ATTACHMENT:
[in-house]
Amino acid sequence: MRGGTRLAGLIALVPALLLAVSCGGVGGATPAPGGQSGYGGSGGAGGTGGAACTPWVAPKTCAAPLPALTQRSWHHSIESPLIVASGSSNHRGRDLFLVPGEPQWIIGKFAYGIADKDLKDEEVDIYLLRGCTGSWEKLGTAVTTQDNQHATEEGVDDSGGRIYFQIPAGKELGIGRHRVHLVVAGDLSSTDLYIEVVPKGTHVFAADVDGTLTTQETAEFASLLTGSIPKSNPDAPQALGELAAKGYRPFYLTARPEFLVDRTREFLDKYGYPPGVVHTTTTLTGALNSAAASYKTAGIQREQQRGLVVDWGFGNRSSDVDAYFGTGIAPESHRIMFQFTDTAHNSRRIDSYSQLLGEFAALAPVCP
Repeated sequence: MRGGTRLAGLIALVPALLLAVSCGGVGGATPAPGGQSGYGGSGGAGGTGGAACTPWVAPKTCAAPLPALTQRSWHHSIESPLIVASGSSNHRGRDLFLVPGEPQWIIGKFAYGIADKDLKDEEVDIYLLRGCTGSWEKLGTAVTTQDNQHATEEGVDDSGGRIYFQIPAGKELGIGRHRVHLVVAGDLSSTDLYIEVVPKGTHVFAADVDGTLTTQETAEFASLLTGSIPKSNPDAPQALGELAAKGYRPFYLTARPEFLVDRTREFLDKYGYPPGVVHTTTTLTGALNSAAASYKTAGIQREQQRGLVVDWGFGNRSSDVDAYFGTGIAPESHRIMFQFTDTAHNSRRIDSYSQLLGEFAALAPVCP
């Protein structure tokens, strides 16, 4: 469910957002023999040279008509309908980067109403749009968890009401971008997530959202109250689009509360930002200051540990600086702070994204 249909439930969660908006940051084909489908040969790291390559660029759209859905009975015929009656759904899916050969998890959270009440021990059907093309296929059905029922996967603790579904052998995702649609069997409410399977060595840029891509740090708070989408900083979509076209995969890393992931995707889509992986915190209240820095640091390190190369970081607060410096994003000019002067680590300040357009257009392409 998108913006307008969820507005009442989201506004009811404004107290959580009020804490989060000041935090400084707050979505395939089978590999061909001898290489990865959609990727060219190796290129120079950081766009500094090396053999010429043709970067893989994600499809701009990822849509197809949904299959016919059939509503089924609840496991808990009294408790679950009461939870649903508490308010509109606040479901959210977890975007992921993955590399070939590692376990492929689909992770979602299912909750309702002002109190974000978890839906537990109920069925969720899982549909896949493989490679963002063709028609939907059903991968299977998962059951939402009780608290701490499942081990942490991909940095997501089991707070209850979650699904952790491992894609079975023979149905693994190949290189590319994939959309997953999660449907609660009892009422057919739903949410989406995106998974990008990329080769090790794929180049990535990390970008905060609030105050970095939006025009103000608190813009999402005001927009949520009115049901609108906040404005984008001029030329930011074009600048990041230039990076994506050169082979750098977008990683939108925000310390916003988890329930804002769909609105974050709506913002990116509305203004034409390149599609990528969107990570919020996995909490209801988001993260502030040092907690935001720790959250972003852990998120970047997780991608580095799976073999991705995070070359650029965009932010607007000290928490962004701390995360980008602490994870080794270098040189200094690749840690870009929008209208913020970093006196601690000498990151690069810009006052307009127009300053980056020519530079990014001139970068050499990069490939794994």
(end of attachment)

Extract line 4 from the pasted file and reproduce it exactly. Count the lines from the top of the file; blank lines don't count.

């Protein structure tokens, strides 16, 4: 469910957002023999040279008509309908980067109403749009968890009401971008997530959202109250689009509360930002200051540990600086702070994204 249909439930969660908006940051084909489908040969790291390559660029759209859905009975015929009656759904899916050969998890959270009440021990059907093309296929059905029922996967603790579904052998995702649609069997409410399977060595840029891509740090708070989408900083979509076209995969890393992931995707889509992986915190209240820095640091390190190369970081607060410096994003000019002067680590300040357009257009392409 998108913006307008969820507005009442989201506004009811404004107290959580009020804490989060000041935090400084707050979505395939089978590999061909001898290489990865959609990727060219190796290129120079950081766009500094090396053999010429043709970067893989994600499809701009990822849509197809949904299959016919059939509503089924609840496991808990009294408790679950009461939870649903508490308010509109606040479901959210977890975007992921993955590399070939590692376990492929689909992770979602299912909750309702002002109190974000978890839906537990109920069925969720899982549909896949493989490679963002063709028609939907059903991968299977998962059951939402009780608290701490499942081990942490991909940095997501089991707070209850979650699904952790491992894609079975023979149905693994190949290189590319994939959309997953999660449907609660009892009422057919739903949410989406995106998974990008990329080769090790794929180049990535990390970008905060609030105050970095939006025009103000608190813009999402005001927009949520009115049901609108906040404005984008001029030329930011074009600048990041230039990076994506050169082979750098977008990683939108925000310390916003988890329930804002769909609105974050709506913002990116509305203004034409390149599609990528969107990570919020996995909490209801988001993260502030040092907690935001720790959250972003852990998120970047997780991608580095799976073999991705995070070359650029965009932010607007000290928490962004701390995360980008602490994870080794270098040189200094690749840690870009929008209208913020970093006196601690000498990151690069810009006052307009127009300053980056020519530079990014001139970068050499990069490939794994």